Varthamanam movie review: Parvathy’s sweetness and a gutsy anti-fascist stand are let down by awkward execution
Varthamanam is pulled down by awkward writing, uneven casting, disjointed editing and half-hearted direction
castParvathy Thiruvothu, Roshan Mathew, Siddique, M K Raina
languageMalayalam with some English and Hindi
It is important to state at the outset that director Sidhartha Siva’s Varthamanam, written and produced by Aryadan Shoukath, is an act of courage with its indictment of fascism and portrayal of attacks on students in a JNU-like university in Delhi.
The film was initially rejected by Censors and got a clearance only from a revising committee. While Bollywood has forever cowered before governments and before right-wing forces decades prior to the latter getting the reins of government, it has to be noted that this new Mollywood film has bravely taken on the current establishment through its story and followed that up by battling for its right to be seen by the public.
In Varthamanam (meaning: The Present / Conversation / Daily News), Parvathy Thiruvothu plays Faiza Sufiya who arrives in Delhi from Kerala to do a PhD on the freedom fighter Mohammed Abdur Rahiman, an opponent not just of the British colonisers but also of those in his community who supported the idea of Pakistan. Faiza herself is the granddaughter of a freedom fighter. Her mentor at the university is Dr Satheesh Pothuval (Siddique).
On campus, she meets Thulsa Chakma who is from a marginalised community, and Amal (Roshan Mathew) who is spearheading a campaign for a Dalit collegemate. They introduce her to fellow students from disparate religious, caste, financial and regional backgrounds, all of them part of an anti-fascist students’ movement.
The cauldron of communal and caste politics in the university boils over when Faiza’s stance against divisiveness earns the ire of majoritarian political elements who label her “anti-national”. Adding to her troubles is the exasperation of conservatives from her own community who are upset at her refusal to attach herself to their clique and instead remain part of a diverse set of friends.
Varthamanam’s messaging is incredibly gutsy considering the ongoing repression of artistes in the country. The heterogeneity in the student body at the university is also neatly established. Unfortunately for the causes the film espouses, it flounders too much in its execution. Much of the dialogue writing is stilted, the effort to blend Hindi and English lines with Malayalam is often strained, some of the supporting actors are below the mark, and the writing of individuals other than Faiza, Amal and Dr Pothuval – especially the Dalit gentleman they speak up for – is miserably thin.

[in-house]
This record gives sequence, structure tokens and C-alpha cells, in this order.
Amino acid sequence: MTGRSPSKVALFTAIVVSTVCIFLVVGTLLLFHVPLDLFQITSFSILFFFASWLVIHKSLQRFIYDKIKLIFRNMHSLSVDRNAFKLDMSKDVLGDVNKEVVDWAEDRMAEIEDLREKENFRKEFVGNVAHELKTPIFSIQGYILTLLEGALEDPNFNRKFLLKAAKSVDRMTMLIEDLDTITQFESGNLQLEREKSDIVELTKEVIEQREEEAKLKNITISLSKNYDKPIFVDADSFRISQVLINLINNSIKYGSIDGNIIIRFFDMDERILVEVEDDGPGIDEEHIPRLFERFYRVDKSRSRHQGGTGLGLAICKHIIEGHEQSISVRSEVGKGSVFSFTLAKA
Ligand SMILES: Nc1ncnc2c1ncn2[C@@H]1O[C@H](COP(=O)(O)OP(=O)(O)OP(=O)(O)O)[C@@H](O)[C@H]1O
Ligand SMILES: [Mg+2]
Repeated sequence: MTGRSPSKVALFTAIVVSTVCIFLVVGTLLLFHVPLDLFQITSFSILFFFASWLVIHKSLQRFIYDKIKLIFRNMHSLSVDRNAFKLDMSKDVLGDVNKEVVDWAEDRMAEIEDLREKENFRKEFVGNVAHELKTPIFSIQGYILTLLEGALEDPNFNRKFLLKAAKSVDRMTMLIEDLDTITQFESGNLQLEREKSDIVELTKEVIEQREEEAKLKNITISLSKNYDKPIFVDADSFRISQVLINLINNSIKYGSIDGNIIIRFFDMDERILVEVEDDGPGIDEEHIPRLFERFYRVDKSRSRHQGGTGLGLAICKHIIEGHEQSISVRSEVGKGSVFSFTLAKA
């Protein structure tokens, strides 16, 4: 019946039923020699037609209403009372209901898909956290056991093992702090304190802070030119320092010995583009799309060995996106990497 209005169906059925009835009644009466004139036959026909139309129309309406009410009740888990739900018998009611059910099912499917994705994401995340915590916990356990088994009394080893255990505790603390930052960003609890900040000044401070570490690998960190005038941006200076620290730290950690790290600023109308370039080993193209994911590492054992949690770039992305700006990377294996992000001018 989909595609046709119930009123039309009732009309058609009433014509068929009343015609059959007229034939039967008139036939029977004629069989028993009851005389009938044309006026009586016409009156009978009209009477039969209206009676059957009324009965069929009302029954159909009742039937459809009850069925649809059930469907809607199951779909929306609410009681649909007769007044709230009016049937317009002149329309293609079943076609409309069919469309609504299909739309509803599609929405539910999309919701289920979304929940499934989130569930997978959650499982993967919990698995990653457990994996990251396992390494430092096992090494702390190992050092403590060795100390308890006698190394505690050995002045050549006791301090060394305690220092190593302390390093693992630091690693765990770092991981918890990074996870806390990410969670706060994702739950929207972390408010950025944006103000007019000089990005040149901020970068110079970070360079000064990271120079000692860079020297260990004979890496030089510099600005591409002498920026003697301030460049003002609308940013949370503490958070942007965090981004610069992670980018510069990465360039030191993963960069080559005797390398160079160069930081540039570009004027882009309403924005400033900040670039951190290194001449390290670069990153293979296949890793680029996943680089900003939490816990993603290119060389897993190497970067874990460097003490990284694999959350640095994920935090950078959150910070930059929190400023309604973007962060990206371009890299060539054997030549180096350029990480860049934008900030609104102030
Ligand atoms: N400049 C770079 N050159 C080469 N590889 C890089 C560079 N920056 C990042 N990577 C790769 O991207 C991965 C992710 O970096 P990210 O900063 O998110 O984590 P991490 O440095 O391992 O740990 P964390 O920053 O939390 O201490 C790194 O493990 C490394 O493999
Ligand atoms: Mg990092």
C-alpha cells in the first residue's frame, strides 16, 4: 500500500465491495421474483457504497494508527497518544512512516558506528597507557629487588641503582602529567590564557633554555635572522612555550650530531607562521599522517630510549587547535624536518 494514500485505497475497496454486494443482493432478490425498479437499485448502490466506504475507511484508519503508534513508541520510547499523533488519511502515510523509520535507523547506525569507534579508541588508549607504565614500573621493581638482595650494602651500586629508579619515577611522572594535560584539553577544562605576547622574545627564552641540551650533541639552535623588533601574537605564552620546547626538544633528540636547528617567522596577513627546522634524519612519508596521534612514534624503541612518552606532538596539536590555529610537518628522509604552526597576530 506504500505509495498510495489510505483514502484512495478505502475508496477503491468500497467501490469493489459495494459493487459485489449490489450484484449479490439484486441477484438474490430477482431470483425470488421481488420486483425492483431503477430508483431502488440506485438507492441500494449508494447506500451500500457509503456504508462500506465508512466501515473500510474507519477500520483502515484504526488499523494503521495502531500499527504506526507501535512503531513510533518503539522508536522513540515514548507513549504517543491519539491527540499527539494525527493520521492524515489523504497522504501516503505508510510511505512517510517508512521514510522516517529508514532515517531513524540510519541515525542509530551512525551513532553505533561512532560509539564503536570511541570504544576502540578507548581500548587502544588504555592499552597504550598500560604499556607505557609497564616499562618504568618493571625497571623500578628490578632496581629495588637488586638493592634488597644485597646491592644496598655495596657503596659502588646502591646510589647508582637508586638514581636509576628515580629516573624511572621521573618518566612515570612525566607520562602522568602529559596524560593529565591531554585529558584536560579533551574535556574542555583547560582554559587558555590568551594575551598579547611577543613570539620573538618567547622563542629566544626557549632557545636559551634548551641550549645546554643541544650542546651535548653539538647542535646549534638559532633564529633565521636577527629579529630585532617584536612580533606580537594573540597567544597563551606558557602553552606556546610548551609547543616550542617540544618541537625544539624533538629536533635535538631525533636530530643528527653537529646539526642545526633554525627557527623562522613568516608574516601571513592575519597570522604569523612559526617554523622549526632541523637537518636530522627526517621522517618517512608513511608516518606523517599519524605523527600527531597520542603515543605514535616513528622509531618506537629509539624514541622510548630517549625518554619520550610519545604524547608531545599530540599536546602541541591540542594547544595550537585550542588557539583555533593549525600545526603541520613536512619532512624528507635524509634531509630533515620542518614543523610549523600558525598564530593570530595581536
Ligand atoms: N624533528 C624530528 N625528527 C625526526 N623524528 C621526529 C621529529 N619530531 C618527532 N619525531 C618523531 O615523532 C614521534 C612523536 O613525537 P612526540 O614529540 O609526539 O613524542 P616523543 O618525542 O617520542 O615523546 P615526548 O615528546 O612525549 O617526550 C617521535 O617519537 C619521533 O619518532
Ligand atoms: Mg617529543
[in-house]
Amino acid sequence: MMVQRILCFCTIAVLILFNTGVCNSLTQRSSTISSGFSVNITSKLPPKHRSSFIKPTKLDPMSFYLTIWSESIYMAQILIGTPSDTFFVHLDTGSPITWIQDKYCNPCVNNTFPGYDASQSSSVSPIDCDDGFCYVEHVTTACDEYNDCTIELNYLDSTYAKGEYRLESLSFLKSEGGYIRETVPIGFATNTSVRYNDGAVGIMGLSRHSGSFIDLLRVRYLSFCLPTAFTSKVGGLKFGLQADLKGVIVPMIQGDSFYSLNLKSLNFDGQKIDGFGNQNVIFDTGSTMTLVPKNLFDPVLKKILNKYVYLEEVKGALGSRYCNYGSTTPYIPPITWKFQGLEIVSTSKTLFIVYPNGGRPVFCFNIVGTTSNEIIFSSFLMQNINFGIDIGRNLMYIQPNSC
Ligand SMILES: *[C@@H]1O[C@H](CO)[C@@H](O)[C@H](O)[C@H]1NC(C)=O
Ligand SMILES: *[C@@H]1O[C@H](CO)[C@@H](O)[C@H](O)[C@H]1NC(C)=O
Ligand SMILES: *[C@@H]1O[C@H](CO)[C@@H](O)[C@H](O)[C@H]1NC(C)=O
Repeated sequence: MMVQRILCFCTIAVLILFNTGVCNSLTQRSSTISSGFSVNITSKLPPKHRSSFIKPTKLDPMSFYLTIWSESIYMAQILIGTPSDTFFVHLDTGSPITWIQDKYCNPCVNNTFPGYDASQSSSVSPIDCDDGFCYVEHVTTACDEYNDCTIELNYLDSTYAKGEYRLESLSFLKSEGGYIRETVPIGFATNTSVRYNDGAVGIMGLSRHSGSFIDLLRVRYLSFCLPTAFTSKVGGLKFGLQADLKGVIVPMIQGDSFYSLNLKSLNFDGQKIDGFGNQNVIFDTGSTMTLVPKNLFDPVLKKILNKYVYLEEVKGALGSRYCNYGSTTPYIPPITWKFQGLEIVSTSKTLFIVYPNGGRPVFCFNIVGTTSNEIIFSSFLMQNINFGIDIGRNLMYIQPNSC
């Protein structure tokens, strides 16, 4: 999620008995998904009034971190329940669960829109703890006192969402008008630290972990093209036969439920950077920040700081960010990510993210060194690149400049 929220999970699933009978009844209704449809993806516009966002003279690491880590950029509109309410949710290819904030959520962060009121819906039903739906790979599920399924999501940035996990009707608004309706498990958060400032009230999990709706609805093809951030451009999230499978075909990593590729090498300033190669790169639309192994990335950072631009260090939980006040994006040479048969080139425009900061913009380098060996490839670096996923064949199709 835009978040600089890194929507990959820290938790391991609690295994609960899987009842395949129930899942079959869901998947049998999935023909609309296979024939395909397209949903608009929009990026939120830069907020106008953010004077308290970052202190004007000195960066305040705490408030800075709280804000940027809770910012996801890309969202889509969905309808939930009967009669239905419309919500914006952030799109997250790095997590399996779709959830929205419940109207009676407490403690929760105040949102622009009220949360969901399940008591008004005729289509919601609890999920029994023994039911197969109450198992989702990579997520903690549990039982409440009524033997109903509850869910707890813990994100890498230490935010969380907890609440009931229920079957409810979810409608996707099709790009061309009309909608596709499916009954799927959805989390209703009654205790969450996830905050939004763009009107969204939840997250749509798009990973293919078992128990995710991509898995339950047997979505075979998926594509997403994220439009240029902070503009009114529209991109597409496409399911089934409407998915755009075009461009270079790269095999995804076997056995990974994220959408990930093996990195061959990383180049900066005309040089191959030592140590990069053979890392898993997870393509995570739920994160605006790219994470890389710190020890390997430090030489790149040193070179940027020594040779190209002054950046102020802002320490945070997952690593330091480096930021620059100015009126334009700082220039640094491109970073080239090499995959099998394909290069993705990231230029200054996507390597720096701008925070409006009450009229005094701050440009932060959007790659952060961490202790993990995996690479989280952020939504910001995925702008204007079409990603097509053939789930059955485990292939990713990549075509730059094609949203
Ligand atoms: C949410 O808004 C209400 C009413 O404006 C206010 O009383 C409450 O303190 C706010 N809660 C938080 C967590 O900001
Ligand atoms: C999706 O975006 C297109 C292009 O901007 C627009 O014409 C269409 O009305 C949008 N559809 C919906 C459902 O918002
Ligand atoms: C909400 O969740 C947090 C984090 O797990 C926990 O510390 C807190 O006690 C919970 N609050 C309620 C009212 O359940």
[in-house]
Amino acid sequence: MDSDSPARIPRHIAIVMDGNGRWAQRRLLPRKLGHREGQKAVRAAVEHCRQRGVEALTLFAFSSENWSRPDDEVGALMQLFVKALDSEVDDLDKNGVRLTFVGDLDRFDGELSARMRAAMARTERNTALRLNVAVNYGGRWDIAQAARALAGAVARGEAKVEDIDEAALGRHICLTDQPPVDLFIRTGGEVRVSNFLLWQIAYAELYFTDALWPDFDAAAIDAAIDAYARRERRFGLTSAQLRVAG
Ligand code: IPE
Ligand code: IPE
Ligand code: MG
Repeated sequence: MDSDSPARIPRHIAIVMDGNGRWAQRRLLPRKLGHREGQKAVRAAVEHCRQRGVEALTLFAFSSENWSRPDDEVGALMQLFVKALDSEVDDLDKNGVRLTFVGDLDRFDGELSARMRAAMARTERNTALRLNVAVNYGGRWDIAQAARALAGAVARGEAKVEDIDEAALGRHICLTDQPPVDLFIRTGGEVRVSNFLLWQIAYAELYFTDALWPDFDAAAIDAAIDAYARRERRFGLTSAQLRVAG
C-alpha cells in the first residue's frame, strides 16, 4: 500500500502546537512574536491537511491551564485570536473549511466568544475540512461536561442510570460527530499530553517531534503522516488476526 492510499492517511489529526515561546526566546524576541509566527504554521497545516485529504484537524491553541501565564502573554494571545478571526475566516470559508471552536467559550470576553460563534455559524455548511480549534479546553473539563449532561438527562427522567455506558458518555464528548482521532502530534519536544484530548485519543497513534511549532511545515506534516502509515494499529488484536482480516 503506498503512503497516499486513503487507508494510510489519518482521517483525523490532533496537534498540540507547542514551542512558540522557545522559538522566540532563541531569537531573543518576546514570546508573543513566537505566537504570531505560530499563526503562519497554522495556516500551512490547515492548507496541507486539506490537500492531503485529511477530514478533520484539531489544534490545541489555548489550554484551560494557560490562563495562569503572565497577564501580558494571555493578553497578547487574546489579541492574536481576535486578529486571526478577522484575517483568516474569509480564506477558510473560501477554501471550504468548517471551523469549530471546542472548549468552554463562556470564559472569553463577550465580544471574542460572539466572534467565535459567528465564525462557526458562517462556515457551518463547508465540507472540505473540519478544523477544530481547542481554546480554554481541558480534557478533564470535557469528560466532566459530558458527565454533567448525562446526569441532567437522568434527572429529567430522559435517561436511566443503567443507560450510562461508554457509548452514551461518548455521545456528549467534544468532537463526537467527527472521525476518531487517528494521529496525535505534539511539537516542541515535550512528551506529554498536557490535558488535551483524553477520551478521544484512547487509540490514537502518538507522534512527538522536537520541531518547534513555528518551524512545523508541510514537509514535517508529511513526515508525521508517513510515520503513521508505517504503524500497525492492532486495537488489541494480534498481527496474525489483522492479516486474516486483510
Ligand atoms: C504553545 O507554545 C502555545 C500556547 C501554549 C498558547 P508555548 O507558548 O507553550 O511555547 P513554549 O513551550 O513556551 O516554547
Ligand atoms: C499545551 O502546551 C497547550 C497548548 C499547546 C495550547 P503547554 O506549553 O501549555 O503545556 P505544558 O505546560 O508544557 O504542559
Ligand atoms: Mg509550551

There is a shoddily handled character – Dr Pothuval’s banker wife – who has obviously been introduced solely to illustrate the support for the present Central government among non-bigots, but a scene in which she praises demonetisation is so poorly done that it is clear the writer’s heart was not in it. Likewise, the creepiness of Faiza’s male local guardian feels completely superfluous.
And then there are those unnecessary songs.
Worse, the political discourse in Varthamanam is disappointingly basic, failing to go beyond the surface that is skimmed in most real-life drawing room chatter.
Far from being enriched by the conversations between Dr Pothuval and Faiza – read: a reputed scholar and a PhD aspirant – I could not find a single fresh idea proposed by either of them, not one new line of thinking, nor depth hitherto unexplored elsewhere.
This failure is inexplicable since Sidhartha Siva has an impressive track record with films ranging from the cerebral to lighter, middle-of-the-road fare. In Ain, for instance, he went deep into the experiences of a Malabar Muslim youth. And in the endearing Kochavva Paulo Aiyyappa Coelho, he examined existential questions through a little boy’s dreams. Aryadan Shoukath, for his part, co-wrote director T.V. Chandran’s educational and highly disturbing Padam Onnu: Oru Vilapam, which was about child marriages among Kerala Muslim girls.
Yet, the collaboration between these two gentlemen and a talented primary cast has failed to yield results.
Parvathy mines her naturally appealing personality for the role of Faiza, making her a sweetly likeable woman whose surface diffidence harbours a spirited inner core. She is the marquee name of the enterprise, but her co-star Roshan Mathew shows that he has what it takes to get to a similar position with his earnestness as Amal. Siddique is effectively paternal and fierce by turns.
There is only so much these three can do though in the face of awkward writing, uneven casting, disjointed editing and half-hearted direction.
The best that Varthamanam does is in the depiction of Faiza’s blossoming warmth with Thulsa, but there is not enough of that relationship in the script. And the trip that Faiza and her friends take to Thulsa’s remote mountain home is engaging even if not extraordinary. Beyond that, it feels like Messrs Siva and Shoukath did not at any point settle into the setting they chose for their story, resulting in a film that comes off as an outsider’s view of alien territory weighed down further by its transparent desire to dispense multiple messages.
Varthamanam’s gutsy anti-fascist stand and allusions to present-day happenings are laudable in these trying times, but it goes without saying that an intrepid choice of theme is no guarantee of quality cinema.
Varthamanam is currently playing in theatres.
Don’t forget to tune in to 154 to watch it on Tata Play, and 117 on Dish TV and D2H on June 28, 2022 at 7pm for the Indian Television premiere of Baaghi.
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